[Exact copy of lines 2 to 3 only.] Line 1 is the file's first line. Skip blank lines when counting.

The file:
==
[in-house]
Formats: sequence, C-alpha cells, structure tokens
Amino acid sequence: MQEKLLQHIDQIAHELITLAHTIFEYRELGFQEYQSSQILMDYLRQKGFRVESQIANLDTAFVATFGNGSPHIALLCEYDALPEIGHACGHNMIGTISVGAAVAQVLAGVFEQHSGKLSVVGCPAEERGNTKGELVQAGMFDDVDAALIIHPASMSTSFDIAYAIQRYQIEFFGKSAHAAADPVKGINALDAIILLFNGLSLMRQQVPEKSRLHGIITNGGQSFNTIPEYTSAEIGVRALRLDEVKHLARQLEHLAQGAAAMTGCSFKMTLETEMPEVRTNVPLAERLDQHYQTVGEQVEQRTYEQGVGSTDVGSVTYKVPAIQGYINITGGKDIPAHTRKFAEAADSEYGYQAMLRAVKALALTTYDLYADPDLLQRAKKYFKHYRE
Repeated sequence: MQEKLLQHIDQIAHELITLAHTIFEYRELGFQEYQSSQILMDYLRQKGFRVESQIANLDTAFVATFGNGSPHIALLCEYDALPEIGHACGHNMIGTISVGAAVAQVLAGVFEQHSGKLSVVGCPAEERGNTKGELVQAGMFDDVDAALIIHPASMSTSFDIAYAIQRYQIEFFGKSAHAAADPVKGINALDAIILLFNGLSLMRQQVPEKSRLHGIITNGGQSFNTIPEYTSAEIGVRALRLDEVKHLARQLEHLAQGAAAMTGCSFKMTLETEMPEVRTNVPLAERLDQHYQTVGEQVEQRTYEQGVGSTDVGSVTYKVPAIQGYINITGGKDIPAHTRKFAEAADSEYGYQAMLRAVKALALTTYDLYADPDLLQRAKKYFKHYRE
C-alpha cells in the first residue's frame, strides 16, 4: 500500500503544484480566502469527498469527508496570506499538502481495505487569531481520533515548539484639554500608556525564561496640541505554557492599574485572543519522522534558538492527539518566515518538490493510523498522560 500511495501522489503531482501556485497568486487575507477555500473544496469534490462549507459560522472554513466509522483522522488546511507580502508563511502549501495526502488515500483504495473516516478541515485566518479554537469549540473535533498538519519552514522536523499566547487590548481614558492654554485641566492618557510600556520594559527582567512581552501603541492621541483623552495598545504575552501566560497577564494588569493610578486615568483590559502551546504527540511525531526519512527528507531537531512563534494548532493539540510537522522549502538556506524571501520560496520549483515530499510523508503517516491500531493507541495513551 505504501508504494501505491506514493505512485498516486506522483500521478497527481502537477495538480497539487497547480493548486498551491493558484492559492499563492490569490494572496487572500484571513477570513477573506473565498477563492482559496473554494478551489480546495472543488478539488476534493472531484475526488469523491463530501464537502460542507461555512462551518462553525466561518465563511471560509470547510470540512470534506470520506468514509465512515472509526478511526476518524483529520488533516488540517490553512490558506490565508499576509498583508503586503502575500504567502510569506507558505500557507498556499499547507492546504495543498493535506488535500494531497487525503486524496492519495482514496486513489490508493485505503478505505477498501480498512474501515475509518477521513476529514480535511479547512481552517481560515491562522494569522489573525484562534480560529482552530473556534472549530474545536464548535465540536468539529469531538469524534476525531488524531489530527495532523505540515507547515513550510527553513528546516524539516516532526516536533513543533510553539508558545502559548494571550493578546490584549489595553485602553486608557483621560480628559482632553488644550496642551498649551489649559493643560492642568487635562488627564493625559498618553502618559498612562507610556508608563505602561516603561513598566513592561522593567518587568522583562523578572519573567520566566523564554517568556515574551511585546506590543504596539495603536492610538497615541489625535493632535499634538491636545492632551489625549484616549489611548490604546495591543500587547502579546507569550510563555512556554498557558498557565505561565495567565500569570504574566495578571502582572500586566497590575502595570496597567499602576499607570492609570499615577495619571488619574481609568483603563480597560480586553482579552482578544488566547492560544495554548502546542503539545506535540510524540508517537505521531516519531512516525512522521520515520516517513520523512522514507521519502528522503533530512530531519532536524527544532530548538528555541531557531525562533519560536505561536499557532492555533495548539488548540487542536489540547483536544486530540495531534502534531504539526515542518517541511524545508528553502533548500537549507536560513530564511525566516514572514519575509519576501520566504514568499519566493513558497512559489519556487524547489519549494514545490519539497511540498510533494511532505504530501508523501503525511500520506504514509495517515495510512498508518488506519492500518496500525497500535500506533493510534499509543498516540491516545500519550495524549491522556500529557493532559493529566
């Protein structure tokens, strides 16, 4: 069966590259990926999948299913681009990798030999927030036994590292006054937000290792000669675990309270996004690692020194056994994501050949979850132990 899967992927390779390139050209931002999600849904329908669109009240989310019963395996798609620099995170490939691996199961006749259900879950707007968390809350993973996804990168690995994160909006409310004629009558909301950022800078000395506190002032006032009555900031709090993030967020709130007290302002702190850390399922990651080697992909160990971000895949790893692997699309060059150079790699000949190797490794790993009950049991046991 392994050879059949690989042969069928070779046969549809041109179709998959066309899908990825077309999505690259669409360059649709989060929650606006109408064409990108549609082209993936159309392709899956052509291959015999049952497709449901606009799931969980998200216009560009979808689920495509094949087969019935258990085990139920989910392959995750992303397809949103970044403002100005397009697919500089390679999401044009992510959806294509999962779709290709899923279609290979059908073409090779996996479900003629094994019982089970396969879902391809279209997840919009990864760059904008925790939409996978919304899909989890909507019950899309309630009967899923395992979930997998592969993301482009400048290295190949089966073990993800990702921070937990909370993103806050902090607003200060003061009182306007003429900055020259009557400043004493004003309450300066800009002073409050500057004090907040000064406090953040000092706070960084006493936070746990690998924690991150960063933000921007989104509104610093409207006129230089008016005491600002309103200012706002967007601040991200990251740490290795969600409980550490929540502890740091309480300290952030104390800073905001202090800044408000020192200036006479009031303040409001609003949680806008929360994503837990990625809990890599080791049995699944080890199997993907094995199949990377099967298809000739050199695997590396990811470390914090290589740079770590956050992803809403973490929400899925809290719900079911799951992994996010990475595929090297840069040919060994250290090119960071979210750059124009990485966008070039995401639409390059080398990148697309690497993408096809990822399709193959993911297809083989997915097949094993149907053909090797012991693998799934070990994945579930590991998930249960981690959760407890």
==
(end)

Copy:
Formats: sequence, C-alpha cells, structure tokens
Amino acid sequence: MQEKLLQHIDQIAHELITLAHTIFEYRELGFQEYQSSQILMDYLRQKGFRVESQIANLDTAFVATFGNGSPHIALLCEYDALPEIGHACGHNMIGTISVGAAVAQVLAGVFEQHSGKLSVVGCPAEERGNTKGELVQAGMFDDVDAALIIHPASMSTSFDIAYAIQRYQIEFFGKSAHAAADPVKGINALDAIILLFNGLSLMRQQVPEKSRLHGIITNGGQSFNTIPEYTSAEIGVRALRLDEVKHLARQLEHLAQGAAAMTGCSFKMTLETEMPEVRTNVPLAERLDQHYQTVGEQVEQRTYEQGVGSTDVGSVTYKVPAIQGYINITGGKDIPAHTRKFAEAADSEYGYQAMLRAVKALALTTYDLYADPDLLQRAKKYFKHYRE